Naxos- I’ve just spent the last ten days on an island in the heart of the Cyclades that for decades I’d either passed by or stopped briefly to change ferries. I hadn’t intended on visiting this splendid place at all but a bus and ferry strike called by angry Athenian unions coupled with a bargain last minute flight brought me here. I had planned on returning to Paros and Antiparos but Naxos was exactly what I was looking for. It has history, quietude, and unbridled sunshine with occasional aeolian gusts.
Naxos’ trademark visual feature is the massive marble portara (portal). intended for a temple of Apollo that was never completed on an islet in its azure harbour. It juts up from the earth as if a gate to the ancient beyond. That the temple itself was never fully realised by Lygdamis, the island’s ancient oligarchic tyrant makes it all the more intriguing. Meant to be a massive Ionian-style monument of god-like proportions, Lygdamis purportedly fell from power by way of the Spartans in the early phase of construction before his gargantuan stone ode to Apollo could be finished. Thus the megalomania was relatively short-lived but has nevertheless stood the test of time for some 2500 years.
The island is comparatively large and docile in the off season. Quiet enough to have some genuine Ellinika (Modern Greek language) interactions at the supermarket or the bakery, of what little I’ve retained over the years. Most of my days were spent brushing up my CV in anticipation of the coming year and lazing on an utterly silent cove beach with middle class German families windsurfing on one end, tourists plodding on horseback on the other, and the desolate middle all to myself where I read a yellowed paperback edition of the now very politically incorrect, yet totally entertaining Balkan Ghosts under the late afternoon Aegean sun. As I’ve been known to say about early Seinfeld episodes, you couldn’t create that work in today’s hypersensitive millennial polity.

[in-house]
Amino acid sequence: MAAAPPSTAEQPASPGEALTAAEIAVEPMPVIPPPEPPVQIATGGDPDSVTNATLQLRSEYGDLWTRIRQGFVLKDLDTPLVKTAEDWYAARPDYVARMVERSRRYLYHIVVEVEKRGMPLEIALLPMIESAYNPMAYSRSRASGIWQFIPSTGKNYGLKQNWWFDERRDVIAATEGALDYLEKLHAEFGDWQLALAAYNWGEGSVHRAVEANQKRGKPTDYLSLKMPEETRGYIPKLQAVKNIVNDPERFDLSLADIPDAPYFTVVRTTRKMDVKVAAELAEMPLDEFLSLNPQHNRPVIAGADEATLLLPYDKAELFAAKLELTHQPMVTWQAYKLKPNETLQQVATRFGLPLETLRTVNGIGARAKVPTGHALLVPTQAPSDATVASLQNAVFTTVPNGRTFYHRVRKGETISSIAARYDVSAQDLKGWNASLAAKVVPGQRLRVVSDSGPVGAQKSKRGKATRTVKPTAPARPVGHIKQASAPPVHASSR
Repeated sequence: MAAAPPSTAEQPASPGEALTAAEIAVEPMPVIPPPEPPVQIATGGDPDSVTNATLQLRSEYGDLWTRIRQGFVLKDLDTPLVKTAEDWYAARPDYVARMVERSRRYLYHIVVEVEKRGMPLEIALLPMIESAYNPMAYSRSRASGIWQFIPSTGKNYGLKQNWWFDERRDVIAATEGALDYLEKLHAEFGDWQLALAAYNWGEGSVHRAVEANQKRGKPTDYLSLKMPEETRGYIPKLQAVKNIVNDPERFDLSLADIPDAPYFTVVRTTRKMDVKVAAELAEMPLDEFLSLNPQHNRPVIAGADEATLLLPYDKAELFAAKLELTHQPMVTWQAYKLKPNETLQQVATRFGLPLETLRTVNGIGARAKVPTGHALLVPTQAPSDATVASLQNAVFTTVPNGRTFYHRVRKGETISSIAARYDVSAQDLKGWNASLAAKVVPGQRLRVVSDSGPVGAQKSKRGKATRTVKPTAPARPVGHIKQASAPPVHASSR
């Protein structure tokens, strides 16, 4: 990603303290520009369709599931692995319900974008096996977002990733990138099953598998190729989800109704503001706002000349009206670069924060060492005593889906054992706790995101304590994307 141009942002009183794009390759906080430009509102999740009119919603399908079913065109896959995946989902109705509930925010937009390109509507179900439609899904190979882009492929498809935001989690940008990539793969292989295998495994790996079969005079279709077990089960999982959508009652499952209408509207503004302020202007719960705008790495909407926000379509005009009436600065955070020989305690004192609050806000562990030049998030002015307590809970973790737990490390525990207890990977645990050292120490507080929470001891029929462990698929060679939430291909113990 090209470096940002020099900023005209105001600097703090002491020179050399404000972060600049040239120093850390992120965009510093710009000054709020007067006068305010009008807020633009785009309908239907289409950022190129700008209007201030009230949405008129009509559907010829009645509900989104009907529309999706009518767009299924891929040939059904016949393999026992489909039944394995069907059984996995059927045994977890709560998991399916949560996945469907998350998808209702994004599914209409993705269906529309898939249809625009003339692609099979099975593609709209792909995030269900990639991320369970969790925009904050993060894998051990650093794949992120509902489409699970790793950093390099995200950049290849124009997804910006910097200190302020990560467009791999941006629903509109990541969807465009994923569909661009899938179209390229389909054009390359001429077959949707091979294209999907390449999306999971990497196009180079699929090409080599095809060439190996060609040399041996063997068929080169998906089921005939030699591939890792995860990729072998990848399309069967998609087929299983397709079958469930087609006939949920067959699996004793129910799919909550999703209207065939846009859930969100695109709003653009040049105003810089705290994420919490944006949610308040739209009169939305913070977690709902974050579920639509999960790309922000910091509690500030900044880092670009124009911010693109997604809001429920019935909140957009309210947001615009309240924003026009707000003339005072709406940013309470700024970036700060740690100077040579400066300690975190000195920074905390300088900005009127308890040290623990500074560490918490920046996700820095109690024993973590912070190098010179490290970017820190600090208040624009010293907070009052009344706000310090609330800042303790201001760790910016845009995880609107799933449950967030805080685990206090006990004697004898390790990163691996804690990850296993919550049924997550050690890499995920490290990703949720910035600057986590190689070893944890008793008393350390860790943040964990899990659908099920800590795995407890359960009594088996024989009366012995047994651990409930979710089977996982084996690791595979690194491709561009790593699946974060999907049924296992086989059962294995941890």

Greece is many things. It is southern Europe to some, the Balkan peninsula to others, a satellite member of the EU yet from where the word Europe originates (remember the ‘Grexit’ hysteria some years back where Greece was going to exit the eurozone?). Greece is a Mediterranean nation, a NATO member, but judging by music, cuisine, climate, and animated body language, modern Greece feels firmly placed in the Orient rather than an accidental geographic exclave of the West. To the Arabs it is Yunan, to the Turks, Yunanistan, and officially the Hellenic Republic.
From the names of the philosophers we heard about in grade school to the twentieth-century military juntas few in the West know anything about, Greece confounds. It excites. It is eternal.
Greek antiquity fires the imagination while the present day, stultifying politics of post-modern Greece lead one down the path to cynicism. A cauldron of ideas and history, Greece is all of these things at once. Its simultaneity of chaos and classicism is what makes the place appealing to me.
Naxians are generally a relaxed lot, save for when they’re zipping around the island’s mostly sidewalk-less roads. I barely had a single unpleasant interaction. I will assuredly return. I first set foot in the Cyclades in July 1998 as a young university student enthralled with the ancient world and pre-internet global backpacker culture. One day back then, I said to myself on Ios’ Mylopotas beach that I would return to this desert-like island group for the rest of my days. So far this has held true.